Tubular POV Display

[Ryan]’s cylinder POV display is an amazing piece of work. Right now it’s impressive sitting on his workbench, but we’re sure it would be astonishing hanging above the middle of a dance floor. There are 64 RGB LEDs on this display and they’re certainly bright enough to liven up any space.

Power is provided through a slip ring. The ground is connected to the shaft of the motor [Ryan] picked up at an auto parts store. It’s an efficient way to do things, but the display can only be controlled by whatever image is stored in the ATMega1284’s flash memory. [Ryan] admits this isn’t an ideal setup so he’s working on a ZigBee or Bluetooth connection.

We’ve seen some amazing spinny POV cylinders, but [Ryan]’s build looks amazingly professional. All the board files, schematics and code are uploaded, as well as an image converter for BMPs and PNGs. Check out the demo after the break.


19 thoughts on “Tubular POV Display

  1. Really nice … but, if the PIPA legislation gets passed, isnt your use of that goomba going to be a felony? And if SOPA gets passed, isnt this reason enough to shut down hackaday and youtube?

      1. OK, it’s been 30 years since my Photography merit badge, but… I think I figured out what you mean as I was posting a question on this. As a favor, could you take a second and review my logic, please?

        In normal lighting, the camera keeps a low exposure time automatically based on a sampling of inputs from the sensor. In less light it sets a longer exposure time for each line it captures, which means slightly more of the pattern is captured. If you had (and covered) a dedicated light sensor like on film cameras or were to set the camera to the equivalent of manual exposure mode, the gap would remain the same under all lighting conditions. But your image quality would suffer, being either dim in the dark or too bright in normal light.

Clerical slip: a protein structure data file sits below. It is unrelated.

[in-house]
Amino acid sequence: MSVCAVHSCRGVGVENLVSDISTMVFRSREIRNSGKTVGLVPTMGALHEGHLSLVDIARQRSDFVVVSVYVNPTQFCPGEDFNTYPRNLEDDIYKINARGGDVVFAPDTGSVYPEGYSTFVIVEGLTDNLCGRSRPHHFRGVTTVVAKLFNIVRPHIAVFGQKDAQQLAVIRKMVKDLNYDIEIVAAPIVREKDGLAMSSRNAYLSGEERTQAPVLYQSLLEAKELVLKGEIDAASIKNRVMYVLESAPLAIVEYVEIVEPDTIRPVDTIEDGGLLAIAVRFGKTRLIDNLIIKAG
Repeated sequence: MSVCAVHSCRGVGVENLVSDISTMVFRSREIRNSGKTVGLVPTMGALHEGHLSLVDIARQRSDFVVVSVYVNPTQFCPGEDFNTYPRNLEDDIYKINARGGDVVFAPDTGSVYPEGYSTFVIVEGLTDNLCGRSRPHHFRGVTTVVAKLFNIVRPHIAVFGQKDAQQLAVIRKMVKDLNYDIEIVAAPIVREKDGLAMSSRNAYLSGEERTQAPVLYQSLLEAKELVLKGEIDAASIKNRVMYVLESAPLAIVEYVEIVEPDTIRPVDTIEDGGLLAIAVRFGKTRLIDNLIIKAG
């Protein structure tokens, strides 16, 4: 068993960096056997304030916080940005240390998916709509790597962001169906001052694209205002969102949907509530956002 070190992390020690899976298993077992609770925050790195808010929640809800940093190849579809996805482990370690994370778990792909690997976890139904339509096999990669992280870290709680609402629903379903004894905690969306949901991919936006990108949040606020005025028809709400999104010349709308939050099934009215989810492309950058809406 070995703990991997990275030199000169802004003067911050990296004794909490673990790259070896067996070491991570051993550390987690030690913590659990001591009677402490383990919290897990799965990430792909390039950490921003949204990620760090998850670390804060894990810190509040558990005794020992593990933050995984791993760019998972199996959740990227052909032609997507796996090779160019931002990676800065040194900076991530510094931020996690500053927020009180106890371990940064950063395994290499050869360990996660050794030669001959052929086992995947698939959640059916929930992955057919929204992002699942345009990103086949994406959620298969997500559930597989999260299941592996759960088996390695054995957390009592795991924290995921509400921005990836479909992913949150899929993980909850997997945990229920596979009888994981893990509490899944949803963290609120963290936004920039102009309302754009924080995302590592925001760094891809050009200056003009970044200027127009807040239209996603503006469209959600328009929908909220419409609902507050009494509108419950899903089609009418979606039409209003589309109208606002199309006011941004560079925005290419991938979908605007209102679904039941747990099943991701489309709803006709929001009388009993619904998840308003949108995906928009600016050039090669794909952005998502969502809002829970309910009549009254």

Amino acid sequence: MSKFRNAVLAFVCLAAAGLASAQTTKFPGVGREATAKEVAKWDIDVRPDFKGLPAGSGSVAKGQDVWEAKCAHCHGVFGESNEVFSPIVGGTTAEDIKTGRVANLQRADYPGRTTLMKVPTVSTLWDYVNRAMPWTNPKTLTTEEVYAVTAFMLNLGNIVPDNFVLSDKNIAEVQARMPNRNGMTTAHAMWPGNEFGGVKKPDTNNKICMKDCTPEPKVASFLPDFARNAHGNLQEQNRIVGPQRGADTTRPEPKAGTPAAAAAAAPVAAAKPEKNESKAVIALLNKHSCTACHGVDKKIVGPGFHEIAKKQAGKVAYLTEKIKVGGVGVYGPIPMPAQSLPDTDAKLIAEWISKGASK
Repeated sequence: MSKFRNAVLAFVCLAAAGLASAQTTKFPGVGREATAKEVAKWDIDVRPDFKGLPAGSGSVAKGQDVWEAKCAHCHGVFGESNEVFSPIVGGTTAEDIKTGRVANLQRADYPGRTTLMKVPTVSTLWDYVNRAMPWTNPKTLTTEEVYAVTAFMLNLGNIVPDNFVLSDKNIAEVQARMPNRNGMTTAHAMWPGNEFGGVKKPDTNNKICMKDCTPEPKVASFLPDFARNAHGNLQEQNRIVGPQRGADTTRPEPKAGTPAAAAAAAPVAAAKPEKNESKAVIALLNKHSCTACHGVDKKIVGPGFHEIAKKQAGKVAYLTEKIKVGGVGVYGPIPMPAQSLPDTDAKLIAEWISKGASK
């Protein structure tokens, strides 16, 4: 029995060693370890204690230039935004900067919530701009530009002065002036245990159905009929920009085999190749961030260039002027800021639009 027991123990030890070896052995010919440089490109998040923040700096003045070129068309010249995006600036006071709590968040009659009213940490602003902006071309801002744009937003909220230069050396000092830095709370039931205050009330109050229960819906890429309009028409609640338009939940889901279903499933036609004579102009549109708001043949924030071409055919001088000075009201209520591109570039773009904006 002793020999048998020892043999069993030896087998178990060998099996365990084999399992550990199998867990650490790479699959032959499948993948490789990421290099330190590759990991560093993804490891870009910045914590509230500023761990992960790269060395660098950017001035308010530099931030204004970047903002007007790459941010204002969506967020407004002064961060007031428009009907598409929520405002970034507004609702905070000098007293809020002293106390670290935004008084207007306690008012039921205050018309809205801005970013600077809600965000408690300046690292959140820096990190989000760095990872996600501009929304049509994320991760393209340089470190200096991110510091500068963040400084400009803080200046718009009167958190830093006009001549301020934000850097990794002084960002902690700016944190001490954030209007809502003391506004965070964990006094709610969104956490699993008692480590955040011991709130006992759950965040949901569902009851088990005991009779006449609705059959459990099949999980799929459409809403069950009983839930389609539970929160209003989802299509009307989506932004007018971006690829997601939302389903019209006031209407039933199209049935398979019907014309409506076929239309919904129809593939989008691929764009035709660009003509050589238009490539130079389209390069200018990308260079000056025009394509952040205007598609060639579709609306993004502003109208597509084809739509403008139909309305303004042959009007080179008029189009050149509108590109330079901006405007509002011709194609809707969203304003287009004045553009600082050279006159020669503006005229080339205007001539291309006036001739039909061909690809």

Hardly an urgent issue, but does this sound right?

  2. It would be interesting to see how much electricity he could generate by having a static ring of magnets and a series of copper coils at the base ( and / or top ) of the rotating arm. The movement of the coil through the magnetic fields should generate electricity, but would it be enough to eliminate the need for the slip ring…

    My guess is that it wouldn’t be enough, though.

      1. Dunno. A DIY axial generator is easily 60-70% efficient and he doesn’t really need all that much power, so it could be a solution.

        You can find suitable small neodymium magnets from an old CD-ROM drive, from the lens assembly. Then you need a pickup coil. You basically take copper wire and form a square wave out of it, and then wrap that around on itself in a circle, and sandwich it between pieces of plastic. It should look like a gear or a wheel with spokes, and the two ends of the wire is where you see the voltage.

        The magnets should be placed on a steel disc in a circle so that when the coil disc is placed on top, you get the magnets going north-south-north-south all around and matching the “spokes” of the coil. You don’t have to have a magnet for every radial lenght of wire, but you do have to alternate the order, because when you turn the disc, the current is going to run towards the center, or towards the rim depending on which way the magnetic pole is.

        So that’s a simple single phase generator. If you want more phases, simply make more pickup coil discs and stack them on top of each other, and then turn the disc to how many degrees of phase difference you want.

        If you have lots of magnets, you can arrange them into a Halbach array on the steel disc to direct the field further out through the pickup disc and improve the power and efficiency of it.

  3. Here is a simple solution for the twisting of the device. Just grab one of those traction pads that you use in your car so your cell phone doesn’t slide around. Then stick the POV display on that.

  4. I’m a machinist; as for the vibration you’re getting, something isn’t quite balanced; the motor isn’t quite centerd and perfectly vertical or the shaft the light array is resting on isn’t symetrical, or maybe even the frame. To remedy this you can balance the frame, motor or display unit with counter weights…or just simply get/glue 1/2″ to an inch rubber pads for the base

  5. What kind of rod/shaft is the board mounted to, and what kind of bearings are at each end of that? (I realize the necessity of a communicator, but what’s holding it together mechanically, not electically?) Very nice builld, congrats! I’ve done POV work for bicycles, and being more machinist than coder, I agree w “preator”‘s comments re: vibration. Bolt the sucker down, OR have a second display unit rotating in an opposite direction to cancel out the rotational resonance.

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